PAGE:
North Korea

North Korea
The always bombastic and unpredictable North Koreans go hysterical again. This time the country is prepared to "go to war" with South Korea because that country is playing loudspeakers directed at North Korean territory. A headline from a UK paper reads, "More than 50 North Korea submarines 'leave their bases' as war talks with South continue "

Tuesday, October 9, 2012

Labor unrest in South Africa's mining sector

This bubbling, simmering story has been sliding along in the news, noted, but usually relegated behind other events. South Africa has the largest economy in Africa, and the 28th-largest in the world. However, about a quarter of the population is unemployed and lives on less than US $1.25 a day.

South Africa, population over 50 million - nearly 80% is indigenous black African

South Africa has a huge economic and political influence on the southern regions of the continent.

Mining is one of South Africa's greatest economic sectors. The country is the world's largest producer of chrome, manganese, platinum, vanadium and vermiculite. It is the second largest producer of ilmenite, palladium, rutile, zirconium, and gold. It is also the world's third largest coal exporter. Over 50% of all gold reserves are found in here. In 2007, gold mining alone employed over 240 000 people and accounted for $US5.5 billion in foreign currency earnings.

Thus, unrest in mining's labor force has huge implications. As of 2007, the South African mining industry employs 493,000 workers. The industry represents approximately 18% of South Africa's US$408 billion GDP. The framework for trouble lies with multinational mining companies, an overwhelmingly black labor force that still lives in the legacy of apartheid-developed mining camps (workers living away from their families, which has left a trail of HIV/AIDS throughout both among workers and at far away homes.

The Lonmin strike of August 2012

The Lonmin mine is just 80 miles or so west of Pretoria and Johannesburg, South Africa, the country's two major cities in which reside the government institutions and centers of economic power.

The Lonmin strike was a strike in August 2012 at a mine owned by a subsidiary of Anglo Platinum, the world's leading platinum producer. A series of violent confrontations occurred between platinum mine workers on strike and the South African Police Service resulting in the death of 36 miners, two police officers, 4 unidentified protestors and 78 more injured.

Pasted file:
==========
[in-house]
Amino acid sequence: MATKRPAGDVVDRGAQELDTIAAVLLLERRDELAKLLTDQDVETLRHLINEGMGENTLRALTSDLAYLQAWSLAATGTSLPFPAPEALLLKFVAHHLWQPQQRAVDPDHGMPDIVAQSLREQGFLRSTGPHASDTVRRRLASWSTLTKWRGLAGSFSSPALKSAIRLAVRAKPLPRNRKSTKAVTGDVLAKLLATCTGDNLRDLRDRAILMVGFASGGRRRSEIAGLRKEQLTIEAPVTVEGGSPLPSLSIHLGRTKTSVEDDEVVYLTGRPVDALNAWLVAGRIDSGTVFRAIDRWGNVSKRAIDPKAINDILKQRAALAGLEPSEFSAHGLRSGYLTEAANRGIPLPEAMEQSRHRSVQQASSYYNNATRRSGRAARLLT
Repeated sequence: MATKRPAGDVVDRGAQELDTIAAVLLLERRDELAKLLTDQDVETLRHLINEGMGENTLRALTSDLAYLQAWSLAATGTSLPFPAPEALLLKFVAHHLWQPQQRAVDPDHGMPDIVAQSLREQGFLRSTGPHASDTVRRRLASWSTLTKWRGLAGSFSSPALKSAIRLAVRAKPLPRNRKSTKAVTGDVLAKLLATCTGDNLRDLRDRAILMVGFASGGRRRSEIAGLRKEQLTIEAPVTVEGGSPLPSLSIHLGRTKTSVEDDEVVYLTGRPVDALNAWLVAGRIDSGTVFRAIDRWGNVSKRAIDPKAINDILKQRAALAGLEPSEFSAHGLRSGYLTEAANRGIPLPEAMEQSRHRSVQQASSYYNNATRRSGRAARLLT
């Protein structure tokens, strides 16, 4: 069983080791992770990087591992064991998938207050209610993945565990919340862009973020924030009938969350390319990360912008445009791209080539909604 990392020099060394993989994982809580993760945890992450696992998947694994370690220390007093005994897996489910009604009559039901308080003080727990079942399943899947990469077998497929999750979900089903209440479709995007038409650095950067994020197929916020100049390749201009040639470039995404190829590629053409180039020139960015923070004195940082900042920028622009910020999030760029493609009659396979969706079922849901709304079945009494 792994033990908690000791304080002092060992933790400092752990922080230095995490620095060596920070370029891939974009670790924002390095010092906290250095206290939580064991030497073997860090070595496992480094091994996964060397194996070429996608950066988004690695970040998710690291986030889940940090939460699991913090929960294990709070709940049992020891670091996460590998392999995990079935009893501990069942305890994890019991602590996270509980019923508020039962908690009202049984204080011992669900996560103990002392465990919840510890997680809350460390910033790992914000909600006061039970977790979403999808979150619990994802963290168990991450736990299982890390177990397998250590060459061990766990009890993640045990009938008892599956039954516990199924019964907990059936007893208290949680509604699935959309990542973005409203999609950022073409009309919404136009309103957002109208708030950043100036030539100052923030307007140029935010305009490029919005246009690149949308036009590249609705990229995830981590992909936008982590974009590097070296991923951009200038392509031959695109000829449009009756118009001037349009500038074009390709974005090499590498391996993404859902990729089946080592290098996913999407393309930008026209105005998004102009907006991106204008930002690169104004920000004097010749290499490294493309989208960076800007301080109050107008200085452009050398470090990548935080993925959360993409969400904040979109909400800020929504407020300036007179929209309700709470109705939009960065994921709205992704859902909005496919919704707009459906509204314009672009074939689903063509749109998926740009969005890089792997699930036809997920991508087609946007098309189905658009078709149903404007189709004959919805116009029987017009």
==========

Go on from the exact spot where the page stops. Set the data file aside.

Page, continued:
Starting as some wildcat strikes, numbers swelled quickly - the miners demanding a pay increase and safer working conditions.

Tensions soared, violent confrontations repeatedly occurred.

Both sides were armed in their own fashion.

Controversy emerged after it was discovered that most of the victims were shot in the back. Many victims were shot far from police lines.

Occurring in the post-apartheid era, it was the deadliest incident of violence between police and the civilian population in South Africa since the 1960 Sharpeville Massacre and prompted the South African President, Jacob Zuma to declare a 6 day long week of mourning. On 18 September a mediator announced a resolution to the conflict, stating the striking miners had accepted a 22% pay rise, a one-off payment of 2,000 rand ($US226) and would return to work 20 September.

The latest wrinkle three days ago, October 6, was the announcement that 12,000 miners at the Lonmin mine were being laid off by the company. Where the issue goes is to be seen.


The political factors in this industrial unrest are serious. The ruling party, the African National Congress, has its roots in representing the majority indigenous black africans of the country, against the international, economic elite - residing mainly among the white population. While much has improved in the past decade in regards to race relations and representative governance, the ANC as the ruling party finds itself walking a tightrope between the aspirations of mine workers and the economic power of mining companies and world economic forces.

Jacob Zuma, President of South Africa

Cynthia Carroll, chief executive of Amplats parent company Anglo American

Mametlwe Sebei - strike/demonstration leader

1 comment:

Teatree said...

A BBC article today probes the impact of this strike (here referred to as the Marikana strike in reference to the local area where the mine is situated) on President Zuma and his party, as well as some bewildering court efforts to prosecute miners for their fellow miners' deaths...